'We’re a team that never goes away' - Munster's fighting spirit tees up fascinating Exeter rematch

Johann van Graan feels Munster’s 13-8 loss in Devon has set the two teams up for a massive second leg tie at Thomond Park.

Munster's Jack O'Sullivan with Josh Hodge of Exeter Chiefs.
Munster's Jack O'Sullivan with Josh Hodge of Exeter Chiefs.
Image: Dan Sheridan/INPHO

IT’S A STRANGE thing to leave a stadium feeling the losing team will have been happier with the result, but it was clear that Munster’s travelling supporters were more content with the 13-8 scoreline in Exeter’s favour than their hosts.

Saturday’s gripping encounter at Sandy Park was an odd, fascinating Champions Cup round of 16 tie where Munster spent much of the contest on the ropes, and were once again concerningly poor in possession.

Yet a remarkable defensive effort, which included massive contributions from John Hodnett – who won three turnovers – Conor Murray and Keith Earls, to name but a few, saw Munster sufficiently frustrate Exeter to take a five-point deficit back to Thomond Park. 

It was a draining, high intensity battle, but while Exeter’s visits to the Munster 22 tipped into double digits, they only managed to cross twice, with Stuart Hogg’s stunning drop goal their sole score during a second half where Munster finally began to find some cohesion going forward, Shane Daly crossing in the corner while Craig Casey saw another golden opportunity go to waste as the Chiefs were briefly reduced to 13 men.

“It’s a one-score game,” said head coach Johann van Graan. 

“We focused a lot on the history and what we know about Exeter. They’re a team that never goes away and we’re a team that never goes away.

Our theme was we’re going to fight for 80 minutes, which I believe we did and then be in the game for next week. It’s half-time now and we’re five points down. It’s one try and we’ve got to get the conversion to win the game. A fascinating battle.”

Munster’s blunt attack remains a major issue, with their first half display at Sandy Park particularly alarming. While heavily depleted through injuries and illness, the province rarely looked capable of finding a way into the Exeter 22 due as individual errors and poor decision let them down.

Yet an exceptional defensive effort kept them in the game as Munster absorbed wave after wave of Exeter pressure. It was a marked improvement from the limp showing against Leinster seven days previously, where the province leaked four tries to their great rivals at Thomond Park. 

“Last week’s defence wasn’t good enough from our side,” Van Graan explained. 

We haven’t conceded four tries in two and a half years, so we were unhappy with that. The main thing from my side that I challenged our group was that we never give up. These guys fought until literally the ball was on the floor. The satisfying thing from a coaching point of view is that we stayed in the battle. This is a fun place to come to. The fact that we stayed in this game mentally is big for next week.”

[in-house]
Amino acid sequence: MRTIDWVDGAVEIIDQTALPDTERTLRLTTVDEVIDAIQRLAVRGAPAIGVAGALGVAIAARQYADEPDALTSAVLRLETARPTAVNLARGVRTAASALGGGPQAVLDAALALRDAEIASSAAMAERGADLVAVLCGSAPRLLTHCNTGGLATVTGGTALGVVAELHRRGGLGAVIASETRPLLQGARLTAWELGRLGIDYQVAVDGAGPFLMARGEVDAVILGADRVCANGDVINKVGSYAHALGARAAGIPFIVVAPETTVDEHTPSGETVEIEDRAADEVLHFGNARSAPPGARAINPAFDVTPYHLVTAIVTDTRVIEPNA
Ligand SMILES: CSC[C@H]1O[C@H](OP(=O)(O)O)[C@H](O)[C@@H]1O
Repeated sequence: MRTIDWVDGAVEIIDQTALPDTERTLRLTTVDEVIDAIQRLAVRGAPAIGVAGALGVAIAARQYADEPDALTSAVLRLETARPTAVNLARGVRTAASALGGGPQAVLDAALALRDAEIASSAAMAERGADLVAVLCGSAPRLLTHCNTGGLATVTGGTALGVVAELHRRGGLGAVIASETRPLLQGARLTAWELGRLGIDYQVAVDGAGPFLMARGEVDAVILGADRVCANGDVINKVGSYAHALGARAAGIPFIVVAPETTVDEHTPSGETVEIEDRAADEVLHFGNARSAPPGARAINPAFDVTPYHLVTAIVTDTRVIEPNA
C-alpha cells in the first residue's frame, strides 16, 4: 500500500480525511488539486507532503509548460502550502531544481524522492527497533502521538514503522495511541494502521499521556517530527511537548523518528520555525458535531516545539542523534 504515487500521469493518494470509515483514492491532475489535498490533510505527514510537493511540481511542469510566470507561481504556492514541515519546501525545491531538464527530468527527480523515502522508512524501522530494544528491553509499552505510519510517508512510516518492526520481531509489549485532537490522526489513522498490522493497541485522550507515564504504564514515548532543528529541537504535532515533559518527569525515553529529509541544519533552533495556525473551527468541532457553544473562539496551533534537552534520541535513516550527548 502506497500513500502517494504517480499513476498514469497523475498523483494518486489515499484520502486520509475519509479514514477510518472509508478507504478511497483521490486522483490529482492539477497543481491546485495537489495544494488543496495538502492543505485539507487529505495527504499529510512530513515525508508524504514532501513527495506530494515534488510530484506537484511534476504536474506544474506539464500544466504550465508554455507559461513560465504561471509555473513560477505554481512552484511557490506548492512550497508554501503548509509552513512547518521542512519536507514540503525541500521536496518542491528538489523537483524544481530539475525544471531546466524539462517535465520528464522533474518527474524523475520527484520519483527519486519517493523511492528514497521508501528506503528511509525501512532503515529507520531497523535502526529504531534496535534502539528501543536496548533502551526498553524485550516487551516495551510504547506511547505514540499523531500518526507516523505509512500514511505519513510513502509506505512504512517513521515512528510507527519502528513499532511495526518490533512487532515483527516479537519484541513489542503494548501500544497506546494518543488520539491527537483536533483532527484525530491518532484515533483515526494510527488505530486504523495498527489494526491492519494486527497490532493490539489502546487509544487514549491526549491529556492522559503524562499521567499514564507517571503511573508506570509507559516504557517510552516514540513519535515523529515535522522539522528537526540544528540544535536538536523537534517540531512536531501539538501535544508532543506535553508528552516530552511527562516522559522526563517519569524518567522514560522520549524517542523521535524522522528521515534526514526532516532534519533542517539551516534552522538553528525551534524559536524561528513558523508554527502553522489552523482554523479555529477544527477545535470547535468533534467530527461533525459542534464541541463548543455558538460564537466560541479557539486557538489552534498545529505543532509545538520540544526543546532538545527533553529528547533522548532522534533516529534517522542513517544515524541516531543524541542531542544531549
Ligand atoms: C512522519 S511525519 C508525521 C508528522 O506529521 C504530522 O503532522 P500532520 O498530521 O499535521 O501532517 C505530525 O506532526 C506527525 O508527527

In the end possession was surprisingly evenly shared, Exeter enjoying 47% of the ball in total, despite their early dominance. It certainly felt like more. Munster also made more passes [161 v 125] and carries [103 v 85] than their hosts, while it was the Chiefs who expended more energy throwing themselves into tackles [154 v 121].

The problem was, for all their eventual possession Munster rarely looked threatening bar that brief rally in the second period.

shane-daly-scores-a-try Shane Daly scored Munster's only try at Sandy Park. Source: Dan Sheridan/INPHO

The province were once again desperately predictable in attack and for the most part Exeter were able to comfortably soak up anything they threw at them. The other major issue was their breakdown work, Exeter dominating this area of the game in the first half as Munster’s penalty count rose, before the visitors got a better handle on it in the second period. They will need to be much sharper at Thomond Park and offer Exeter less entries into the game.

They will also hope to have a smoother run-in to the rematch. After losing a string of key players to injury Munster saw Simon Zebo and Diarmuid Barron ruled out due to illness on the morning of the game. Peter O’Mahony and Joey Carbery could resume training as early as today, as attention turns to a massive return leg in Limerick.

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Yet even with so many senior men missing, Munster were able to dig deep and bring home a good result which keeps them right in the fight. For all their ongoing flaws, there was no questioning the effort and application at Sandy Park.

“I think the Munster spirit is alive and well,” Van Graan added. 

“It’s not (just) the young guys, it is the whole group; young guys, old guys, Keith Earls making that tackle, Conor Murray and then you have guys like (John) Hodnett, (Alex) Kendellen, (Scott) Buckley, who learned two hours beforehand that he was going to be on the bench but didn’t get onto the pitch but just the next man up.

“We as a group are very tight. We have incredible home support that came here. The Munster support is incredible and we saw that again today. This is a club that will always stand up and fight.

“The scenes we saw here today when we got off the bus, people singing… Even when we came out after half time we knew we needed to come punching and we did. From a Munster fan base point of view they are always there and we are really looking forward to going into a European knockout game at Thomond Park. A scene is set for a massive battle next week against a team and a club that we respect a lot in Exeter.”  

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Ciarán Kennedy

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